Reply
  • valarauca - Monday, September 08, 2014 - link

    The Intel compiler suite I believe already converts

    x *= y;
    x += z;

    into an FMA operation when confronted with them.
    Reply
  • Kevin G - Monday, September 08, 2014 - link

    That's with source that is going to be compiled. (And don't get me wrong, that's what a compiler should do!)

    Micro-op fusion works on existing binaries years old so there is no recompile necessary. However, micro-op fusion may not work in all situations depending on the actual instruction stream. (Hypothetically the fusion of a multiply and an add in an instruction stream may have to be adjacent to work but an ancient compiler could have slipped in some other instructions in between them to hide execution latencies as an optimization so it'd never work in that binary.)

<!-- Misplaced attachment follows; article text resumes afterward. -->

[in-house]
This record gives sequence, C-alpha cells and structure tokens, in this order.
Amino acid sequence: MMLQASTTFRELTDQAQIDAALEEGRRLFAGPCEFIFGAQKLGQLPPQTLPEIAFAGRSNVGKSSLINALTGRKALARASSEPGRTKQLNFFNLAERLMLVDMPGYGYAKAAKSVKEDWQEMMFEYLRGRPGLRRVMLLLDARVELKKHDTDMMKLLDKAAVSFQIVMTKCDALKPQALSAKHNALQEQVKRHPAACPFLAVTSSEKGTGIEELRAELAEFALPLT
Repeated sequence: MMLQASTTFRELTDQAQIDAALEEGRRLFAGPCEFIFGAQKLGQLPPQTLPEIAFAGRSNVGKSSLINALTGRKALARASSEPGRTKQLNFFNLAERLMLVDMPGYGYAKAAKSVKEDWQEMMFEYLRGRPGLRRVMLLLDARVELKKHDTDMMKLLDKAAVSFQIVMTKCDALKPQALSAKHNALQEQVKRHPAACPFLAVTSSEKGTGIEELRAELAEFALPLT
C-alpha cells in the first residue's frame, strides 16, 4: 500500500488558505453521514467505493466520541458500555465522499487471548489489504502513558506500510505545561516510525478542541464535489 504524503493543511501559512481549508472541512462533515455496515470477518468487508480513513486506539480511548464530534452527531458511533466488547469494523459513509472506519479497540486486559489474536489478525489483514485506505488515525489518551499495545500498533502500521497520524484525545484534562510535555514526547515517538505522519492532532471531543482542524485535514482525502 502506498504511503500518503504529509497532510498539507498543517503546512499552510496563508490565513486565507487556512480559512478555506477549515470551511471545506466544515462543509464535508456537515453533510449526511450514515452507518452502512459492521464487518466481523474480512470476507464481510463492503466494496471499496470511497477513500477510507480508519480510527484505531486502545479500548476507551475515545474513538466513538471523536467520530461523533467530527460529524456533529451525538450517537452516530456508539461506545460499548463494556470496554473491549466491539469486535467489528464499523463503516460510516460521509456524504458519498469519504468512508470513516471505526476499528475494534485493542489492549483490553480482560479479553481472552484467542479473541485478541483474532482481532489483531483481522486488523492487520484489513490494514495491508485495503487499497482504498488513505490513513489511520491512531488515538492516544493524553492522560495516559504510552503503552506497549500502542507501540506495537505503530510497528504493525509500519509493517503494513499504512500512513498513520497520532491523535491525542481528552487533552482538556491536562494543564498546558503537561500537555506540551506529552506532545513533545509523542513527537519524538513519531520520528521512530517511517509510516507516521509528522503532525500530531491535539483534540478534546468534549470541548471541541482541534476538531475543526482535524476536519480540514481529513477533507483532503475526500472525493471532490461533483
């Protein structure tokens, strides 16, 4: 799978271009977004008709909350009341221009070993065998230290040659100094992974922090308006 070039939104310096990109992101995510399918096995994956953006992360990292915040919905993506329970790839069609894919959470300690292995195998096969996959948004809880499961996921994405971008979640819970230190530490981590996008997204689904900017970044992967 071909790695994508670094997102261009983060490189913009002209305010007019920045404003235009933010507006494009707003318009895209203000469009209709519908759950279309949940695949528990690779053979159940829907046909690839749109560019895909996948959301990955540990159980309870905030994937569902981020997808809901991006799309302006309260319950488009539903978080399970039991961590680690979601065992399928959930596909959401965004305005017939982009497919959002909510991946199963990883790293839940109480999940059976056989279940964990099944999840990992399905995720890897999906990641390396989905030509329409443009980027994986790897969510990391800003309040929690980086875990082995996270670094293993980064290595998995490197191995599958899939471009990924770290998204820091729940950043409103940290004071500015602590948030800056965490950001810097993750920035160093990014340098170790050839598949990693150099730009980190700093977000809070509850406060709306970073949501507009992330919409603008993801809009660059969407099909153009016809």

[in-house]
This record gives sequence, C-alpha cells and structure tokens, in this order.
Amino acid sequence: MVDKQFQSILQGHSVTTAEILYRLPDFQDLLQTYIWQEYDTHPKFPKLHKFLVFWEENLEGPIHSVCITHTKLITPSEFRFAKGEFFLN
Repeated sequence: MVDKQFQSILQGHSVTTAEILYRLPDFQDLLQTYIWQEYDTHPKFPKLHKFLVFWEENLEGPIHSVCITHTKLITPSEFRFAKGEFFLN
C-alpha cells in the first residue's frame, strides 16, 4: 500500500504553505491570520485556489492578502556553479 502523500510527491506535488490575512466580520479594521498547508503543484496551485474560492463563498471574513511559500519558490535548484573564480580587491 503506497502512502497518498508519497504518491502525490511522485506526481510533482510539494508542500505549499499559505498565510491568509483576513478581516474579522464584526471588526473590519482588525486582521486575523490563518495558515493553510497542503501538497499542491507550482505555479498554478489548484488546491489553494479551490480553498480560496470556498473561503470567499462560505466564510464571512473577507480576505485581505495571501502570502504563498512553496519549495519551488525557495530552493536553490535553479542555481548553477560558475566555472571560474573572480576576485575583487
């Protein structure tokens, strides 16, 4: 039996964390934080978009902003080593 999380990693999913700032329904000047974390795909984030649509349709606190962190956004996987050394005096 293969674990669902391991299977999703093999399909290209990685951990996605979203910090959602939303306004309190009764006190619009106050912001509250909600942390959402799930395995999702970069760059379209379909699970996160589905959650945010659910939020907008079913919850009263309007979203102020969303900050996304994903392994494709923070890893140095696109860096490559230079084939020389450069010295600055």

Reply
  • DIYEyal - Monday, September 08, 2014 - link

    Very interesting read.
    And I think I found a typo: page 5 (power optimization). It is well known that THE (not needed) Haswell HAS (is/ has been) optimized for low idle power.
    Reply
  • vLsL2VnDmWjoTByaVLxb - Monday, September 08, 2014 - link

    Colors or labeling for your HPC Power Consumption graph don't seem right. Reply
  • JohanAnandtech - Monday, September 08, 2014 - link

    Fixed, thanks for pointing it out. Reply